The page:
The role of airmass types and surface energy fluxes in snow cover ablation in the central Appalachians

Daniel J. Leathers, Daniel Graybeal, Thomas Mote, Andrew Grundstein, David Robinson

Research output: Contribution to journalArticlepeer-review

18 Scopus citations

Abstract

A one-dimensional snowpack model, a unique airmass identification scheme, and surface weather observations are used to investigate large ablation events in the central Appalachian Mountains of North America. Data from cooperative observing stations are used to identify large ablation events within a 1° latitude × 1° longitude grid box that covers the majority of the Lycoming Creek basin in northern Pennsylvania. All 1-day ablation events greater than or equal to 7.6 cm (3 in.) are identified for the period of 1950 through 2001. Seventy-one events are identified, and these days are matched with a daily airmass type derived using the Spatial Synoptic Classification technique. Average meteorological characteristics on ablation days of each airmass type are calculated in an effort to understand the diverse meteorological influences that led to the large ablation events. A one-dimensional mass and energy balance snowpack model (" SNTHERM") is used to calculate surface/atmosphere energy fluxes responsible for ablation under each airmass type. Results indicate that large ablation events take place under diverse airmass/synoptic conditions in the central Appalachians. Five airmass types account for the 71 large ablation events over the 52-yr period. Forty-three of the events occurred under "moist" airmass types and 28 under " dry" airmass conditions. Large ablation events under dry airmass types are driven primarily by daytime net radiation receipt, especially net solar radiation. These events tend to occur early and late in the snow cover season when solar radiation receipt is highest and are characterized by relatively clear skies, warm daytime temperatures, and low dewpoint temperatures. Moist airmass types are characterized by cloudy, windy conditions with higher dewpoint temperatures and often with liquid precipitation. During these events sensible heat flux is most often the dominant energy flux to the snowpack during ablation episodes. However, in many cases there is also a significant input of energy to the snowpack associated with condensation. Combinations of high sensible and latent heat fluxes often result in extreme ablation episodes, similar to those witnessed in this area in January 1996.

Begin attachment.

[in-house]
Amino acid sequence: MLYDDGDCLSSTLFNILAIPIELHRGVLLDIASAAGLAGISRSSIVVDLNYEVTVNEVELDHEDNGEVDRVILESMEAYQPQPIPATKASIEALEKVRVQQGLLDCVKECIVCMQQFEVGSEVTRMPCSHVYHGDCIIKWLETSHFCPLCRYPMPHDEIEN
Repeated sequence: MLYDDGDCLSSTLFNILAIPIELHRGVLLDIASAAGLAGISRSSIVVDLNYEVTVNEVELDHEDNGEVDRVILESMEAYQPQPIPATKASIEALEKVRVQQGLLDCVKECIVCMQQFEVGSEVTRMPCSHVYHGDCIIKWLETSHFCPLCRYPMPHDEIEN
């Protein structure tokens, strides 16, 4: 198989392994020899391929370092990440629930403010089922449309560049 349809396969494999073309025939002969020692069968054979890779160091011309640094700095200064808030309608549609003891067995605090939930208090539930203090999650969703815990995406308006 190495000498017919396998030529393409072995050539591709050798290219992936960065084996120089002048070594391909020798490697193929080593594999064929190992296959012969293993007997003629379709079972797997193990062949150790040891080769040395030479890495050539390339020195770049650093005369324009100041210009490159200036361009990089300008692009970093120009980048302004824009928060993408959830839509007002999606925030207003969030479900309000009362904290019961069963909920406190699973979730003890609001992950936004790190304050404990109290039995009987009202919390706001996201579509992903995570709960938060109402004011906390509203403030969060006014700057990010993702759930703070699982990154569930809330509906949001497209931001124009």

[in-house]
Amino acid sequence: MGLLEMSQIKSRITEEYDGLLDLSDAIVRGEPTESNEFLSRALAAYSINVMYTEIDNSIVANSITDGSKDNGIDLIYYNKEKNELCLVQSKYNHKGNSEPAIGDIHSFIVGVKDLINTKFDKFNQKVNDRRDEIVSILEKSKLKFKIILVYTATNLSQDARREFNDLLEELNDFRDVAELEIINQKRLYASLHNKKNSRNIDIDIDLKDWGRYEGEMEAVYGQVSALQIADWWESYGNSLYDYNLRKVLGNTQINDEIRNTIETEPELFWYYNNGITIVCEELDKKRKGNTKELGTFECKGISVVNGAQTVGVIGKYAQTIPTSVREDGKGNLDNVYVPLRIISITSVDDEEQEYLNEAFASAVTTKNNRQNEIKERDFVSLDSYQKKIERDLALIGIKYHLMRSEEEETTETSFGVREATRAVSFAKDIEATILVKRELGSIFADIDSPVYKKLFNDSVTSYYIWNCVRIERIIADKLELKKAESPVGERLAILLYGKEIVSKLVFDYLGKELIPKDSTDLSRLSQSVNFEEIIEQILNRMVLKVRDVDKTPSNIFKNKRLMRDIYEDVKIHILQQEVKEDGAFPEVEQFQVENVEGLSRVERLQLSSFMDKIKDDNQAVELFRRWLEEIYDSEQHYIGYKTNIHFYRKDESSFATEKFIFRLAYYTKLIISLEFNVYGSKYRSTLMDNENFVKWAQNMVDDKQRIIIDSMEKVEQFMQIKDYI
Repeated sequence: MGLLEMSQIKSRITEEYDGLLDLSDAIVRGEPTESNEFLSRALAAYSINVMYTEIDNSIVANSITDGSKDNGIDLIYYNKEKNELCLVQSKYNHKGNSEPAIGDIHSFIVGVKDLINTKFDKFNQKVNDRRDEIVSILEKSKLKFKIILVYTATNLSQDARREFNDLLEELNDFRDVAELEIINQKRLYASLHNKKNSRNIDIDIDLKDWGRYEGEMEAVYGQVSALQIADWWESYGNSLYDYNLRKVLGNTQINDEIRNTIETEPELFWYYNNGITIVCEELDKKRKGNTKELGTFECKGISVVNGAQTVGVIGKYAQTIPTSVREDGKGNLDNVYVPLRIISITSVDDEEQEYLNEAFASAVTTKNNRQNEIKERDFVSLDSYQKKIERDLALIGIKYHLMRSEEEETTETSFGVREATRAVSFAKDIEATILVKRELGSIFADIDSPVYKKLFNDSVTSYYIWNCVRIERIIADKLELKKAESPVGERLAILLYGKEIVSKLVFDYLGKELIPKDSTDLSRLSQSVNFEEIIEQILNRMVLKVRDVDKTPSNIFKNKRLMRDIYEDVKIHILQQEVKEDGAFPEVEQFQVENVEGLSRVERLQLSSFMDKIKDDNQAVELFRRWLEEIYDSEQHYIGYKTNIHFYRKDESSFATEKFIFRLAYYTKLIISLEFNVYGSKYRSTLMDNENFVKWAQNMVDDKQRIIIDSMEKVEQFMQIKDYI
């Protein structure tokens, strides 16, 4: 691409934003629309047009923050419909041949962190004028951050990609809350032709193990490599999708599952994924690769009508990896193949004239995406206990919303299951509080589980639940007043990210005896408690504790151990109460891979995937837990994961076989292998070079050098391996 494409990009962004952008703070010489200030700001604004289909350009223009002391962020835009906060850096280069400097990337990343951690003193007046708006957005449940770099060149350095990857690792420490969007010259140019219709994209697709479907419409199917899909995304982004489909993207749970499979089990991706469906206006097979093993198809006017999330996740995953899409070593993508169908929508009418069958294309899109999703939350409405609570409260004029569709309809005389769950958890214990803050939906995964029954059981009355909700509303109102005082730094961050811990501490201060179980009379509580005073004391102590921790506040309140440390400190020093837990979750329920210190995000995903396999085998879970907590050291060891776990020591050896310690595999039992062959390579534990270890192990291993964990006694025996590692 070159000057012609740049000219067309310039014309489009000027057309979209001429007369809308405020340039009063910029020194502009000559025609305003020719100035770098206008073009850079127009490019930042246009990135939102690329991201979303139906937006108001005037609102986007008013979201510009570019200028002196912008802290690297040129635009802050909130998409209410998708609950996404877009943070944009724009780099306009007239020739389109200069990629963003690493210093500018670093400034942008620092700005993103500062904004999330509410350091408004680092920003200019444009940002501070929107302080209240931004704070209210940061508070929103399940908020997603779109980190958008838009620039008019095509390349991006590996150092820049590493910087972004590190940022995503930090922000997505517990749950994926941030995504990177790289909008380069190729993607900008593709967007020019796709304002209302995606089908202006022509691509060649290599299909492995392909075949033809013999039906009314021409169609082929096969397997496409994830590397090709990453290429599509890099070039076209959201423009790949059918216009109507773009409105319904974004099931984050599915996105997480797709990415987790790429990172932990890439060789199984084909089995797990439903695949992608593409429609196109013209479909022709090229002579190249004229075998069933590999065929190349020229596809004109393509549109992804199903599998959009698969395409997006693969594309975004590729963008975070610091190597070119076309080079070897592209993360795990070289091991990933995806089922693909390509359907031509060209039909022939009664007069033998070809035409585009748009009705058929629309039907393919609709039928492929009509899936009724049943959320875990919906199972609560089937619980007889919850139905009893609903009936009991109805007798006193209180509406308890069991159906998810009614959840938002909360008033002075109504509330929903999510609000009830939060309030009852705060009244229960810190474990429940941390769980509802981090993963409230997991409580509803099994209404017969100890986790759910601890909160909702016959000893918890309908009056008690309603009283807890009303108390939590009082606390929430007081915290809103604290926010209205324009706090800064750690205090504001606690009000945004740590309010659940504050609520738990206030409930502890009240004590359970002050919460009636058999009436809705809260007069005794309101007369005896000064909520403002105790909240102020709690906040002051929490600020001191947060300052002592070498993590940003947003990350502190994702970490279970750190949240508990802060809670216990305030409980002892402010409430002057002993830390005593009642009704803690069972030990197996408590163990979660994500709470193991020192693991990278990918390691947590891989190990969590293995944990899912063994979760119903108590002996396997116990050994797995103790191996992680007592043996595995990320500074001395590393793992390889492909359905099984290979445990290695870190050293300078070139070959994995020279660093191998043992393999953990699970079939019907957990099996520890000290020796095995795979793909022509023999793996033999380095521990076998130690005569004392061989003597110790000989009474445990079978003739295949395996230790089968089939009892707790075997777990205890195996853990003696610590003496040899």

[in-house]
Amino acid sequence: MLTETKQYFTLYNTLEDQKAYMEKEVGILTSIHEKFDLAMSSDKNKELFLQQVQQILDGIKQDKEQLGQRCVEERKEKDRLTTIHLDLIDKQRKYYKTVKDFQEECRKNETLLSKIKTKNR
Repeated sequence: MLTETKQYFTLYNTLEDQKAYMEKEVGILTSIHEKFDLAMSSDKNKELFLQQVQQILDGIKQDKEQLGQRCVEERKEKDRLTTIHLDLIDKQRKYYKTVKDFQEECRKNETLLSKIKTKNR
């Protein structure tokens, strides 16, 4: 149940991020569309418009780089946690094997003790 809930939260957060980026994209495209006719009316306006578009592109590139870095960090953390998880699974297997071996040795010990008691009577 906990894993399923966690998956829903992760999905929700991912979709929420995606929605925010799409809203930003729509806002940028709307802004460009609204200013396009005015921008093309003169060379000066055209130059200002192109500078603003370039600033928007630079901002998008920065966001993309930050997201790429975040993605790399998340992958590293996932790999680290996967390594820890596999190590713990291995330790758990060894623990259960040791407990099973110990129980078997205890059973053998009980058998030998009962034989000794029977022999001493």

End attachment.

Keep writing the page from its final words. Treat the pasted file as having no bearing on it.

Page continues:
Original languageEnglish (US)
Pages (from-to)1887-1898
Number of pages12
JournalJournal of Applied Meteorology
Volume43
Issue number12
DOIs
StatePublished - Dec 2004

All Science Journal Classification (ASJC) codes

  • Atmospheric Science

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